UPDATE, 2:45 PM PT: Updated to include response from WGA West
William Morris Endeavor has joined Creative Artists Agency in seeking a court injunction against the Writers Guild of America, asking a federal judge to force the WGA to end their 19-month-long boycott over packaging fees and affiliate production outlets.
In April 2019, WGA was granted approval by their members to issue an order to terminate representation with all agencies that accepted packaging fees, or payments sent by a studio to agents in exchange for packaging talent on a project. The guild called the fees a conflict of interest and also criticized WME and CAA’s ownership of affiliate production outlets like Wiip.
While CAA, WME and WGA are still locked in a legal conflict, the guild has signed franchise agreements with every other Hollywood agency — including major agencies UTA and ICM Partners — that will phase out packaging fees by summer 2022, limit agency ownership of production outlets to 20% and allow writers to be represented by those agencies again.
But the two major agencies that have filed injunctions this week with District Judge Andre Birotte say that WGA is no longer negotiating in good faith and are harming their business interests by holding out on signing a franchise agreement while they lose clients to UTA and other agencies that have already signed.
“The Guilds’ recent conduct erases any plausible deniability that what motivates their group boycott is an illegitimate and illegal effort to put WME out of the business of representing writers no matter what WME agrees to do to address the Guilds’ pretextual concerns about conflicts of interest,” read a statement from Winston & Strawn partner Jeffrey Kessler, who serves as lead outside counsel to WME.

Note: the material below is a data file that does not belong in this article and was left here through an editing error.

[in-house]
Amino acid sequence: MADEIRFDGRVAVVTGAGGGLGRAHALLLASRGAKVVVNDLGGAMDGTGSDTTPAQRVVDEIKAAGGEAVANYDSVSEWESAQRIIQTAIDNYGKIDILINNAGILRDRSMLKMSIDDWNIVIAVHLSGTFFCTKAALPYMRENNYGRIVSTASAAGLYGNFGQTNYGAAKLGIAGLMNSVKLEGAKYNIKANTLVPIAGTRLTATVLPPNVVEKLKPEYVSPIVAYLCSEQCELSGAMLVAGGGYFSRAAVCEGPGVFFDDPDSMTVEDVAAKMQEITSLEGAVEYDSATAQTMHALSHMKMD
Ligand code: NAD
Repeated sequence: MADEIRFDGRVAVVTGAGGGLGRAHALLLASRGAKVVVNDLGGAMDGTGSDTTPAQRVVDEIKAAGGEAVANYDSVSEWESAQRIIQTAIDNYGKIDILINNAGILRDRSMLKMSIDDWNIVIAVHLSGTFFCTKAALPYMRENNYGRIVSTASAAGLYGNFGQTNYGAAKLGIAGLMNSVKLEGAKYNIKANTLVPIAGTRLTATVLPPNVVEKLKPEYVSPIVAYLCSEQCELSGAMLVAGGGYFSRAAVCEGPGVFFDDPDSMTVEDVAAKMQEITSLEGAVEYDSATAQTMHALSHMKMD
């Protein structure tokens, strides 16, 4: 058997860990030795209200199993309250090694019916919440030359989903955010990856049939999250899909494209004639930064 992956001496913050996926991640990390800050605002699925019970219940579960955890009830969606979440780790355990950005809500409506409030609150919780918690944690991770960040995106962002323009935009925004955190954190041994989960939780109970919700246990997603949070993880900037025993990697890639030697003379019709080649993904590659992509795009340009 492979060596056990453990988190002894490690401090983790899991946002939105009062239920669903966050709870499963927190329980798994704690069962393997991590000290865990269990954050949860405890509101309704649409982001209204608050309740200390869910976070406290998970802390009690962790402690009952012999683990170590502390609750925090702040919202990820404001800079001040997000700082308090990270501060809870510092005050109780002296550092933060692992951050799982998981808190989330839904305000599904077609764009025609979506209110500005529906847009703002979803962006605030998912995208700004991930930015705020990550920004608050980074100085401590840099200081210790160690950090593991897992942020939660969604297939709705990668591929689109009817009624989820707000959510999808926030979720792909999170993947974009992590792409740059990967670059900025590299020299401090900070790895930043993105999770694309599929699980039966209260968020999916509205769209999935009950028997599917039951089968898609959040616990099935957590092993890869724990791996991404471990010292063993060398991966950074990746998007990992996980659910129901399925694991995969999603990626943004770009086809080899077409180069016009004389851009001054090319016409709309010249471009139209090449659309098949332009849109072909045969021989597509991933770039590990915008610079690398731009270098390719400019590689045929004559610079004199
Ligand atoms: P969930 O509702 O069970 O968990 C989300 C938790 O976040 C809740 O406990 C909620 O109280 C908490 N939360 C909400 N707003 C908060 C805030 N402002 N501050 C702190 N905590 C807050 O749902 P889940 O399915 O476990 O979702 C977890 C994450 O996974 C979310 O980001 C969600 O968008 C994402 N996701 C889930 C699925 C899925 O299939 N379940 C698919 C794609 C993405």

“The truth of the matter is that WME has made all substantial concessions requested of it, with minor transitional exceptions that are logically consistent with exceptions made to other agencies. These latest actions underscore the unfortunate reality that the Guilds have no intention to franchise WME, constantly shifting the goal posts as a delay tactic.”
In the statement announcing the injunction, WME says that after ICM Partners and UTA signed their franchise agreements, WGA publicly stated on September 1 that WME would be able to sign an agreement with the guild on the same terms as those two agencies. The agency says that it has provided a timeframe for complying with the 20% affiliate production ownership limit, but also asked the guild to grandfather in existing projects belonging to their affiliate studio, Endeavor Content to avoid endangering those projects in a potential sale to other studios.
In response to this, WME says that the guild sent further requests for documentation but not any arrangements for a final agreement. On Tuesday, in a memo to members responding to CAA’s injunction, the WGA says it sent a proposal to WME on Oct. 16 but have not received a counter. WME says that proposal was “a list of additional, onerous and unreasonable demands that went far beyond what was asked of any other agency,” including sanctions and monitoring of WME.
WME also attached emails from clients informing their agents that they were terminating their representation to comply with WGA’s order but did not personally wish to do so. Kessler says that the emails from the writers and the recent exchanges between the two sides are proof that the guild’s “objective is to harm WME–not merely to help its writer members.”
In response to the injunction, WGA West President David A. Goodman said that the WGA had requested information in October on WME’s corporate structure in order to provide proper contract language for its latest proposal. Goodman also reiterated its condemnation of CAA and WME’s efforts to request an injunction.
“As we said to CAA yesterday, the Guild and its members will not be bullied into giving up our right to fair and non-conflicted representation. If WME honestly believes that the way to win writers’ hearts is to threaten us with undermining the Guild itself, they do not know writers – twenty months in and they still do not know writers,” Goodman said.
“Like every other agency before them, WME (and CAA) will have the opportunity to get writers back when they return to the table – when they stop attacking us and take seriously the work of reforming their own deep-seated conflicts. Meritless court actions will not save them from that.”
Pamela Chelin contributed to this report.